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@ the EyePoint
The Literature of Classical Microchemistry, Spot Tests, and Chemical Microscopy
by  John Gustav Delly, Scientific Advisor, Hooke College of Applied Sciences, Westmont, IL

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The 1930's

 

Again, there is considerable overlap when taking a decades approach, because of updates of older books and because of the historical links between those writing the books.  Still, some very important new books in the field were first published in the 1930's.

 

Fritz Feigl is an important name here.  His Qualitative Analyse mit Hilfe von Tupfelreaktionen [Feigl, Fritz (1931)]; published in 1931 is only one of this prolific writer's books.  The second English edition, Qualitative Analysis by Spot Tests [Feigl (1939)], translated from the Third German edition, was published in 1939 (Figure 46).  Another is his Chemistry of Specific, Selective and Sensitive Reactions [Feigl, Fritz (1949)], published in 1949 (Figure 47).  The more generally available, and highly recommended, books of his are the two spot test books, Spot Tests in Inorganic Analysis [Feigl, Fritz and Vinzenz Anger (1937, 1939, 1946, 1954, 1958)], and Spot Tests in Organic Analysis [Feigl, Fritz (1937, 1954, 1956, 1960)].  Here are the attractive front covers of the 1954 fourth edition (Figure 48, Figure 49).  I like these two books very much; they are not strictly microscopical tests; they are intended, as the titles suggest, to be conducted in spot plates; they are colorimetric/filter paper/spot plate tests.  Many of the described reaction products are deeply colored, and I have, on more than one occasion, successfully adapted the tests to microscopic scale, especially when my unknown was organic.  I, personally, would not be without these two books close at hand.  All of the editions going back to the 1937 translation are useful, but the latest editions have been completely revised and enlarged.

 

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Figure 46. Title page of Feigl’s Qualitative Analysis by Spot Tests (1939).
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Figure 47. Title page of Chemistry of Specific, Selective and Sensitive Reactions (1949).
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Figure 48. Front cover of Feigl’s Spot Tests in Inorganic Analysis (1954).
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Figure 49. Front cover of Feigl’s Spot Tests in Organic Analysis (1954).

 

In 1932, Emich's Microchemical Laboratory Manual [Emich, Friedrich (1932)], with a section on Spot Analysis by Fritz Feigl, was translated into English by Frank Schneider, and was published by Wiley.  Schneider was working in the microchemical field for a few years with A.A. Benedetti-Pichler, who was Emich's former assistant and co-worker.  The American edition of Emich's book was translated, partly, as a tribute to "that grand old master of microchemistry."

 

A.A. Benedetti-Pichler had been Privat Dozent at the Technische Hochschule in Graz, Austria; he and W.F. Spikes had both been Emich's students.  Together, Benedetti-Pichler and Spikes wrote, Introduction to the Microtechnique of Inorganic Qualitative Analysis [Benedetti-Pichler, A.A. and W.F. Spikes (1935)], in 1935, and dedicated the volume to Emich.  One of the features of this book is the use of empty 3-inch diameter circles throughout, in which the user is expected to draw the microscopical view of the crystals or reaction product being discussed.  In 1942, this book was replaced by, Introduction to the Microtechnique of Inorganic Analysis [Benedetti-Pichler, A.A. (1942 and 1950)], under the authorship of Benedetti-Pichler alone.  The 3-inch diameter circles for do-it-yourself drawing are not in this version.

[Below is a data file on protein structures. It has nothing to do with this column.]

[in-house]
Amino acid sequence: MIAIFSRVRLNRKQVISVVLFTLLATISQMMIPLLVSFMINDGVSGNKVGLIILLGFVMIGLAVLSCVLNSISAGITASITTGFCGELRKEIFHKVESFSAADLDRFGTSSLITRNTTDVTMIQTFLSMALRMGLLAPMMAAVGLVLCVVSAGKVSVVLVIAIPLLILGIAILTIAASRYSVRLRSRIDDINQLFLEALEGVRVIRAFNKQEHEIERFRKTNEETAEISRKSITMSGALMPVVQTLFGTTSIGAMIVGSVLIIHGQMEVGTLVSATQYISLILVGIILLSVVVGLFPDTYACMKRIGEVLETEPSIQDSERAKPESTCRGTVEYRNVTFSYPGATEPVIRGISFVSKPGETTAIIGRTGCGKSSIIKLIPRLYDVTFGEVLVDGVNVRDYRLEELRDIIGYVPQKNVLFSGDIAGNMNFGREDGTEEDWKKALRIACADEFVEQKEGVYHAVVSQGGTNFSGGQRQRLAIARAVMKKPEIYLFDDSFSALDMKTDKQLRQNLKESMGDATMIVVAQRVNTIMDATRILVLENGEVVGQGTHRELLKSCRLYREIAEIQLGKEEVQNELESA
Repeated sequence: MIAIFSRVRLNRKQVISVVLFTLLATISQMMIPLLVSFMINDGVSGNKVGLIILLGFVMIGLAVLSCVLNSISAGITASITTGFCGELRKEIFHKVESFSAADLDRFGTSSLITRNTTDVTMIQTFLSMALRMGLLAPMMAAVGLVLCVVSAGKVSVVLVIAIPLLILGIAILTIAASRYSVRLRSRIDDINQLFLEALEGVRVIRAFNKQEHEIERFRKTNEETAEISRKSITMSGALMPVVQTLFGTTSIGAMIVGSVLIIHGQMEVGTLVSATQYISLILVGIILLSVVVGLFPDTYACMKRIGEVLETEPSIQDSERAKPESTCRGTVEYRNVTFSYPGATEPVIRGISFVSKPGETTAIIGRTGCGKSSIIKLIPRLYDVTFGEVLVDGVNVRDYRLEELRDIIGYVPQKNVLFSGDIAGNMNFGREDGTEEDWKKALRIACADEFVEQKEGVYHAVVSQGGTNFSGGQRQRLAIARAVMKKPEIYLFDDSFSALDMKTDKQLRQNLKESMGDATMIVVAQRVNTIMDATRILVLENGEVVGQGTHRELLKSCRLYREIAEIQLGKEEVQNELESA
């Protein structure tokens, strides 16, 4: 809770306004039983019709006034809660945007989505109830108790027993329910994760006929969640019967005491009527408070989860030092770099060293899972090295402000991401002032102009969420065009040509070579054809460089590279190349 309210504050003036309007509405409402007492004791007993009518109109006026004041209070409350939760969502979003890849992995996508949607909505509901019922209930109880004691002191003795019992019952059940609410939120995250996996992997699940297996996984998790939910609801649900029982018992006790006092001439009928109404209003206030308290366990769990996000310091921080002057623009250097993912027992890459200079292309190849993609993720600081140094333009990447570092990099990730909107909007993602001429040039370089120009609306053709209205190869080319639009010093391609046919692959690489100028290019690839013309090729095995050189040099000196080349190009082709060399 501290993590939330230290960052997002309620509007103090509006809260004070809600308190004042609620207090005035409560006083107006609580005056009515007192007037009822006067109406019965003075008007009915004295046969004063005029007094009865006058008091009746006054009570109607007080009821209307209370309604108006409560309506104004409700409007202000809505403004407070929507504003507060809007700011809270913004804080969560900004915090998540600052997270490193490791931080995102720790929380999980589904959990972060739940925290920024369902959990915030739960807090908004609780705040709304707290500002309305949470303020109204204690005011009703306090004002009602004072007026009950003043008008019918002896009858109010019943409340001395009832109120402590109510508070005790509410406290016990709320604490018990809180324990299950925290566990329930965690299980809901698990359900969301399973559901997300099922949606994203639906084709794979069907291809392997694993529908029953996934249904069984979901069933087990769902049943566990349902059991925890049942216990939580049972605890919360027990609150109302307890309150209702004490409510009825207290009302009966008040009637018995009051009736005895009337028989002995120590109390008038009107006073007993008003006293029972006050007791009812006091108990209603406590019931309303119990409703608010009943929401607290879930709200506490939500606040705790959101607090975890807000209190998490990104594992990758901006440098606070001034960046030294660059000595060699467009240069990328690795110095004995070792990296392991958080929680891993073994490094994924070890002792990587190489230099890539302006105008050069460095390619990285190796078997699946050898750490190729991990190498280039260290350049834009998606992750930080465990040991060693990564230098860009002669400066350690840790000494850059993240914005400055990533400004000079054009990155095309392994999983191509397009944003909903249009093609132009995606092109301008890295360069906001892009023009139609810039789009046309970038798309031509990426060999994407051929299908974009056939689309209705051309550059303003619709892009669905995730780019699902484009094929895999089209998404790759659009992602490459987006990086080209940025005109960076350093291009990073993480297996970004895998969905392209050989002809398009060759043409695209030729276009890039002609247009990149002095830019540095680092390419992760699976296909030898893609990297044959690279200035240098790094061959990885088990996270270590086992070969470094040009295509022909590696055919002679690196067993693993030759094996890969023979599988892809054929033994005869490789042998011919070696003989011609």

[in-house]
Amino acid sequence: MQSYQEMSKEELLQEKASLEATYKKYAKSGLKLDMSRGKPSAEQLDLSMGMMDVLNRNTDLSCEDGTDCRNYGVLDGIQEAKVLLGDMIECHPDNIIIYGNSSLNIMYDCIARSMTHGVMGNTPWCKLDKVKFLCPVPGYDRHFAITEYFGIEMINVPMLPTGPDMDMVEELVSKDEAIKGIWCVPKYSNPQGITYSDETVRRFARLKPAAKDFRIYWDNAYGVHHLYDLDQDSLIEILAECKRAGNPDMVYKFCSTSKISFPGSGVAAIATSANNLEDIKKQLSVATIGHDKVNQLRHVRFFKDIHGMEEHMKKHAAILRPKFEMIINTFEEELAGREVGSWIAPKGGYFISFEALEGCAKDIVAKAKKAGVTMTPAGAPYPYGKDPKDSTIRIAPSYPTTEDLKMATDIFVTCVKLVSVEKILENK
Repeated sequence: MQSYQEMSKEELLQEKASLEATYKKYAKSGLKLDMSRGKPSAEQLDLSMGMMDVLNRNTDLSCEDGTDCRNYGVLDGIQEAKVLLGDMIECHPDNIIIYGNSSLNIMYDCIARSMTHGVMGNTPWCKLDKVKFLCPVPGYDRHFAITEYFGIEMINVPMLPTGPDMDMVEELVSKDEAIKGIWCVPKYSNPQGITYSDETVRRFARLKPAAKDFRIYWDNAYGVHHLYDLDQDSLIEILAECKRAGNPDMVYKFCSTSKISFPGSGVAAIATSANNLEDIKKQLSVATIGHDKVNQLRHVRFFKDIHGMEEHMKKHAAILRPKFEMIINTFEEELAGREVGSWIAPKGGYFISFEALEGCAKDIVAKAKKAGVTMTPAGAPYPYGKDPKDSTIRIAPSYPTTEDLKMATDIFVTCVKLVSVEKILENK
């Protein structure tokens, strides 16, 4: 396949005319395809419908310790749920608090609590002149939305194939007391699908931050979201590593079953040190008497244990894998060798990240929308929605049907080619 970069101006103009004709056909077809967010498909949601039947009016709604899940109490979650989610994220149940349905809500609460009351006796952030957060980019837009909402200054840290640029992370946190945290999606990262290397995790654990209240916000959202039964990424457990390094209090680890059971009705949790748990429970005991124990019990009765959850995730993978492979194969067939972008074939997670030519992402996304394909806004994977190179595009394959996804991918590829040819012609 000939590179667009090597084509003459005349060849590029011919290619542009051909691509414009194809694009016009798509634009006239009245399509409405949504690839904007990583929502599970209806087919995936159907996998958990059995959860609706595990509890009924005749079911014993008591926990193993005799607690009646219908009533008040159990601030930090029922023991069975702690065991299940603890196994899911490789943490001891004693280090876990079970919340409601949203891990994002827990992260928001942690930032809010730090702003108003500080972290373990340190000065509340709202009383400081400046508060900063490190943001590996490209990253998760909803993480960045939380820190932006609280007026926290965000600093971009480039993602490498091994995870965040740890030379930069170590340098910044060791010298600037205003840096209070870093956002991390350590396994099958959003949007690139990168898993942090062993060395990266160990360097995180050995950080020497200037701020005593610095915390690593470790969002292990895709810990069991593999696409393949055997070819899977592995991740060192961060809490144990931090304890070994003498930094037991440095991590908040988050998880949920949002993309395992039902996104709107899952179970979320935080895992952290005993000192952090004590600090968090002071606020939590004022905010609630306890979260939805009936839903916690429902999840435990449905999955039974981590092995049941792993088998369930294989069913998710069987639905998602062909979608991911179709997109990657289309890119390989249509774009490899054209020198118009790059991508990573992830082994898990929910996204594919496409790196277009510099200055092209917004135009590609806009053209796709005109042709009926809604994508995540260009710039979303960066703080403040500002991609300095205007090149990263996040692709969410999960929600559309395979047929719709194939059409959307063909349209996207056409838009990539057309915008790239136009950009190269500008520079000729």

Hotstage methods (fusion methods; thermomicroscopy) is another category which requires a separate survey; however, a few works may be mentioned here.  The techniques are traceable back to Otto Lehmann's works in the 1880's and after.  (I regard myself as extremely fortunate to have one of Lehmann's books, Die scheinbar lebenden Kristalle, that bears the library stamps -of the Technische Hoogeschule in Delft where Behrens taught).

 

In 1936, Kofler, Kofler, and Mayrhofer saw the publication of their Mikroskopische Methoden in der Mikrochemie [Kofler, L., A. Kofler and Mayrhofer, A. (1936)], Mayrhofer had previously (1923) published his Mikrochemie der Arzneimittel und Gifte [Mayrhofer, A. (1923)], Kofler and Kofler had their Thermomikromethoden [Kofler L., and A. Kofler (1954)], published in 1954.  And then Maria Kuhnert-Brandstätter, Professor of Pharmacognosy, University of Innsbruck, and close friend and colleague of the Koflers, saw her highly valuable Thermomicroscopy in the Analysis of Pharmaceuticals [Kuhnert-Brandstätter, Maria (1971)], published in 1971.  Her book is dedicated to Adelheid Kofler, widow of her highly esteemed teacher, Ludwig Kofler.

 

Walter McCrone used to tell the story that, both he and the Koflers were, unknown to each other, developing thermal methods for the study of fusible compounds, and neither knew that Otto Lehmann had already developed most of their procedures in the 1880's [Lehmann, Otto (1891)], McCrone published his work Fusion Methods in Chemical Microscopy [McCrone, W.C. (1956)], incorporating the Koflers' analytical tables in 1956.

 

In 1938, a little book appeared that was intended to introduce senior chemistry students to the methods of microchemistry; it was Cecil L. Wilson's An Introduction to Microchemical Methods [Wilson, Cecil L. (1938)].  This book also introduces the student to the tintometer, the calorimeter, the nephelometer, and the spectrograph, in addition to qualitative organic and inorganic analysis.

 

 


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